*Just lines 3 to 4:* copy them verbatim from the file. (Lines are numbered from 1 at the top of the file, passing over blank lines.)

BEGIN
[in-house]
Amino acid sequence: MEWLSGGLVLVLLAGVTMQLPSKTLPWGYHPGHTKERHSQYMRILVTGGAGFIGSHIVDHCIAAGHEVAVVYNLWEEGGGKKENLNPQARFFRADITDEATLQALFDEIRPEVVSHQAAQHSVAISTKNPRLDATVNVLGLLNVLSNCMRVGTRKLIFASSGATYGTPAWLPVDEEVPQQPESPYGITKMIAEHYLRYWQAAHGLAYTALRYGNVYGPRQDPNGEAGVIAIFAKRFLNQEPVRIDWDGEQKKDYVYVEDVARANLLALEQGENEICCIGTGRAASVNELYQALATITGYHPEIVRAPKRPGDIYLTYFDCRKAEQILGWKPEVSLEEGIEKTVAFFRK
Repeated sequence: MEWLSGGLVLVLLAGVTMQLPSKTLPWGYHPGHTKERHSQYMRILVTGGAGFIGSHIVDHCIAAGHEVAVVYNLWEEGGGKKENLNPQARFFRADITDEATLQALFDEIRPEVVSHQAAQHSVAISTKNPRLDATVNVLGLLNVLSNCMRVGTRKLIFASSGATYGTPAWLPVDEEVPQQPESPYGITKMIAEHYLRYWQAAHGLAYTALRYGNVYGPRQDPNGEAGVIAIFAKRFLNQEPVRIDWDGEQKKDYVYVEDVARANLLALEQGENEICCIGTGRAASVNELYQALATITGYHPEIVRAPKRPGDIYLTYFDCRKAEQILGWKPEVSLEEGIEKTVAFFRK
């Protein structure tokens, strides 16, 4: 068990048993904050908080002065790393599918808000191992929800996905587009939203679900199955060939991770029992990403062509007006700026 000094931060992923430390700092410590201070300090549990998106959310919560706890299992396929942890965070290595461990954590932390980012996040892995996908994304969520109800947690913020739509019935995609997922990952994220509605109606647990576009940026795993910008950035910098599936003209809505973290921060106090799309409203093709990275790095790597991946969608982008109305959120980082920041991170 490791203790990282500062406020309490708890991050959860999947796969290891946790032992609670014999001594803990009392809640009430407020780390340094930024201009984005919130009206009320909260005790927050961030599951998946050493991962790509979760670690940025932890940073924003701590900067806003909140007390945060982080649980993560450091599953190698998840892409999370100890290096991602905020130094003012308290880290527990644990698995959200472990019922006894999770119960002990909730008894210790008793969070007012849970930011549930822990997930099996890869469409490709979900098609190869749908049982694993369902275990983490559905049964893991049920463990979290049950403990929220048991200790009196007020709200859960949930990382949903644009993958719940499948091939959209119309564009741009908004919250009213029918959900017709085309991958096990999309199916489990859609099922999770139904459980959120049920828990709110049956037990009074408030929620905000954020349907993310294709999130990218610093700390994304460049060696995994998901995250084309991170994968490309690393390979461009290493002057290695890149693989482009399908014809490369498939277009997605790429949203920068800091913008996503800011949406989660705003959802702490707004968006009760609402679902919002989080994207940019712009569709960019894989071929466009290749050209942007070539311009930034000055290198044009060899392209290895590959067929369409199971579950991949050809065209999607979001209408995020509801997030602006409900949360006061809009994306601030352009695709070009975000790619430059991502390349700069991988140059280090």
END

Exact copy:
Repeated sequence: MEWLSGGLVLVLLAGVTMQLPSKTLPWGYHPGHTKERHSQYMRILVTGGAGFIGSHIVDHCIAAGHEVAVVYNLWEEGGGKKENLNPQARFFRADITDEATLQALFDEIRPEVVSHQAAQHSVAISTKNPRLDATVNVLGLLNVLSNCMRVGTRKLIFASSGATYGTPAWLPVDEEVPQQPESPYGITKMIAEHYLRYWQAAHGLAYTALRYGNVYGPRQDPNGEAGVIAIFAKRFLNQEPVRIDWDGEQKKDYVYVEDVARANLLALEQGENEICCIGTGRAASVNELYQALATITGYHPEIVRAPKRPGDIYLTYFDCRKAEQILGWKPEVSLEEGIEKTVAFFRK
């Protein structure tokens, strides 16, 4: 068990048993904050908080002065790393599918808000191992929800996905587009939203679900199955060939991770029992990403062509007006700026 000094931060992923430390700092410590201070300090549990998106959310919560706890299992396929942890965070290595461990954590932390980012996040892995996908994304969520109800947690913020739509019935995609997922990952994220509605109606647990576009940026795993910008950035910098599936003209809505973290921060106090799309409203093709990275790095790597991946969608982008109305959120980082920041991170 490791203790990282500062406020309490708890991050959860999947796969290891946790032992609670014999001594803990009392809640009430407020780390340094930024201009984005919130009206009320909260005790927050961030599951998946050493991962790509979760670690940025932890940073924003701590900067806003909140007390945060982080649980993560450091599953190698998840892409999370100890290096991602905020130094003012308290880290527990644990698995959200472990019922006894999770119960002990909730008894210790008793969070007012849970930011549930822990997930099996890869469409490709979900098609190869749908049982694993369902275990983490559905049964893991049920463990979290049950403990929220048991200790009196007020709200859960949930990382949903644009993958719940499948091939959209119309564009741009908004919250009213029918959900017709085309991958096990999309199916489990859609099922999770139904459980959120049920828990709110049956037990009074408030929620905000954020349907993310294709999130990218610093700390994304460049060696995994998901995250084309991170994968490309690393390979461009290493002057290695890149693989482009399908014809490369498939277009997605790429949203920068800091913008996503800011949406989660705003959802702490707004968006009760609402679902919002989080994207940019712009569709960019894989071929466009290749050209942007070539311009930034000055290198044009060899392209290895590959067929369409199971579950991949050809065209999607979001209408995020509801997030602006409900949360006061809009994306601030352009695709070009975000790619430059991502390349700069991988140059280090």